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Ecstasy (MDMA)

Ecstasy, Rohypnol, ketamine, and GHB are common drugs used by young adults and teens that are part of a rave, trance, nightclub, or bar scene. Raves are all night dance parties commonly held in warehouses. Those who use these drugs at such events may be attracted to their low cost and intense highs that supposedly enhance the rave experience. Scientific studies however show that these drugs change critical parts of the brain.

Ecstasy is a psychoactive synthetic drug that is chemically similar to the hallucinogen mescaline and the stimulant methamphetamine. Ecstasy was once used mostly in clubs, studies now show that the drug is used in different social settings. High doses of ecstasy can interrupt the regulation of temperature in the body. Hyperthermia sharply increases the bodies temperature in some cases leading to kidney, liver, and cardiovascular system failure. Potentially harmful levels can be reached by multiple drug use episodes in short periods of time, since ecstasy can interrupt its own metabolism.

Research in humans implies that frequent ecstasy use can change brain function by affecting cognitive memory and tasks. Ecstasy can also lead to depression symptoms many days after use. These symptoms might take place because of ecstasy effects on neurons that depend on the chemical serotonin to communicate with other neurons. Serotonin plays an integral role in the regulation of aggression, mood, sleep, sexual activity, and sensitivity to pain. Ecstasy users can potentially face many of the same risks that other stimulants such as cocaine and amphetamines can provide.

A research study in nonhuman primates showed that ecstasy exposure for four days caused serotonin damage in nerve terminals that were evident six to seven years later. While similar neurotoxicity has not been proved in humans, the amount of animal research suggests that ecstasy has definite damaging properties and is not a safe drug for human consumption.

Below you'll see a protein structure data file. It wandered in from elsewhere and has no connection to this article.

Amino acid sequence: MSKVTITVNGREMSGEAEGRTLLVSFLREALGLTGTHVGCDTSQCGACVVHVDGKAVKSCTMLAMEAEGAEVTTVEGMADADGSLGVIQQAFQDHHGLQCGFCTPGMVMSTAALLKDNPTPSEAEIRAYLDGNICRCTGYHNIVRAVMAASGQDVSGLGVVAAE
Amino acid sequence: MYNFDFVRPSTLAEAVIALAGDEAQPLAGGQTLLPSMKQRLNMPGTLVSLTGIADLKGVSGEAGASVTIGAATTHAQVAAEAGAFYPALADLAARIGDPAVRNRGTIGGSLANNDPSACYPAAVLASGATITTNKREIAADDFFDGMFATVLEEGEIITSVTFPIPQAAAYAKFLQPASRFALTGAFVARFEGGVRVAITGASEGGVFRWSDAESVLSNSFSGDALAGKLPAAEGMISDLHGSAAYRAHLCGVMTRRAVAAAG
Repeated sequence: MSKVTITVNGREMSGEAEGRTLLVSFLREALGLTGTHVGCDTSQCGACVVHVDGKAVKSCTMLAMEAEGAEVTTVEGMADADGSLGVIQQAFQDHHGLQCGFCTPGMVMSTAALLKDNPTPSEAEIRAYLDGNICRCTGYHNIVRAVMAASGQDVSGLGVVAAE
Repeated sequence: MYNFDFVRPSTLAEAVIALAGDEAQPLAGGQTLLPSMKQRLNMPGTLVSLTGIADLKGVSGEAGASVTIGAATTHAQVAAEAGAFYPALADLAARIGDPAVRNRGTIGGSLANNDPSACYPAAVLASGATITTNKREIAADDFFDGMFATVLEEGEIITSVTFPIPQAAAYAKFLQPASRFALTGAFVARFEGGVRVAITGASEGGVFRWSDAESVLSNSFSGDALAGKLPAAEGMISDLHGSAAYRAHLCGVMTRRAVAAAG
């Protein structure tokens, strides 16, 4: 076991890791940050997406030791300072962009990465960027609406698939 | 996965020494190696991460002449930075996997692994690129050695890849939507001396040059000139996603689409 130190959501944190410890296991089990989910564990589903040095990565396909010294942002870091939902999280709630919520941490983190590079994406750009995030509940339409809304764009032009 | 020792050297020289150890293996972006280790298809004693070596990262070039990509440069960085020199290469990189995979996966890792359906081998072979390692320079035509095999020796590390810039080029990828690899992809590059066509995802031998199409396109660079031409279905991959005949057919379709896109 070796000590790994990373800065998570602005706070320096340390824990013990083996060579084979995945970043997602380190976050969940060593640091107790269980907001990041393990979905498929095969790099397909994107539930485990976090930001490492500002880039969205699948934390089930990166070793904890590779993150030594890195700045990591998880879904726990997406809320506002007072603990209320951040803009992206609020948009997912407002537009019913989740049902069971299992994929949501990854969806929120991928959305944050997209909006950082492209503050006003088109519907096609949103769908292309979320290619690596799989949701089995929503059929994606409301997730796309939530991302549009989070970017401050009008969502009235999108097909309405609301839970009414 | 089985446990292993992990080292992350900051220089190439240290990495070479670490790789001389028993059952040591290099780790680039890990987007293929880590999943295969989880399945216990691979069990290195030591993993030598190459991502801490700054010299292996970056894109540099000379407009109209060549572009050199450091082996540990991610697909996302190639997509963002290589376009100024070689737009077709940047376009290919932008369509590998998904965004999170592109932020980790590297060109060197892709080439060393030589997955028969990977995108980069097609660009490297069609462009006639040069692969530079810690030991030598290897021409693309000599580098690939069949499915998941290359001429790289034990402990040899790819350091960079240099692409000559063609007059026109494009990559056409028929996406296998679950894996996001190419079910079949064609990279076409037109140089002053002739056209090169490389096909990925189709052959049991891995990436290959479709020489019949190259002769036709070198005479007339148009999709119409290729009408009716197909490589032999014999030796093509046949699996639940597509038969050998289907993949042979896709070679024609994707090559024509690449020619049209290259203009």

According to the Monitoring the Future survey, there was a significant increase perceived harmfulness associated with using ecstasy occasionally, in 2004. There was an increase in disapproval of taking it once or twice. Twelfth grade students claimed a significant increase in disapproval associated with taking the drug once or twice. Eighth, tenth, and twelfth graders believed there was a decrease in the drug’s availability.

GHB and Rohypnol are central nervous system depressants. Since they are often tasteless, odorless, and colorless they can easily be added to beverages and unknowingly ingested. These drugs emerged many years ago as “date rape” drugs.

GHB (gamma hydroxy butyrate) has had abuse problems in the U.S. due to its euphoric, sedative, and anabolic body building effects. GHB is a dangerous central nervous depressant that was readily available over the counter in health food stores during the 1980s and until 1992. Its users were primarily body builders to reduce fat and build muscle. Other names for GHB are soap, easy lay, liquid ecstasy and vita-G.

Seizures and coma can result following GHB abuse. Combining it with other drugs like alcohol can result in nausea and breathing abnormalities. Other GHB withdrawal effects include insomnia, anxiety, sweating, and tremors. GHB and two of its former substances, gamma butyrolactone (GBL) and 1,4 butane diol (BD) have had links to overdoses, poisonings, date rapes, and deaths.

Ketamine is an approved anesthetic for both human and animal use in medical settings. Most of the legally sold ketamine is intended for veterinary use. Ketamine is also known as special K or vitamin K. It can be snorted or injected. ketamine can produce hallucinations and dream like highs. In large doses, it can cause delirium, amnesia, high blood pressure, depression, impaired motor function, and fatal respiratory problems.

Rohypnol, is a benzodiazepine tranquilizer. Rohypnol can incapacitate victims and make them vulnerable for sexual assault, when mixed with alcohol. It can also cause anterograde amnesia, which means victims might not remember what they experienced while intoxicated by the drug. Rohypnol can also be deadly when it is mixed with alcohol or other downers.

Rohypnol is not legal in the United States. Illegal use of the drug began in the U.S. in the early 1990s, when it became to be known as Rophies, Roofies, rope, and roach. In some parts of the country, two other similar drugs have appeared to replace Rohypnol. Clonazepam which is sold in the U.S. as Klonopin, and Alprazolam, generic for Xanax are common substitutes. 

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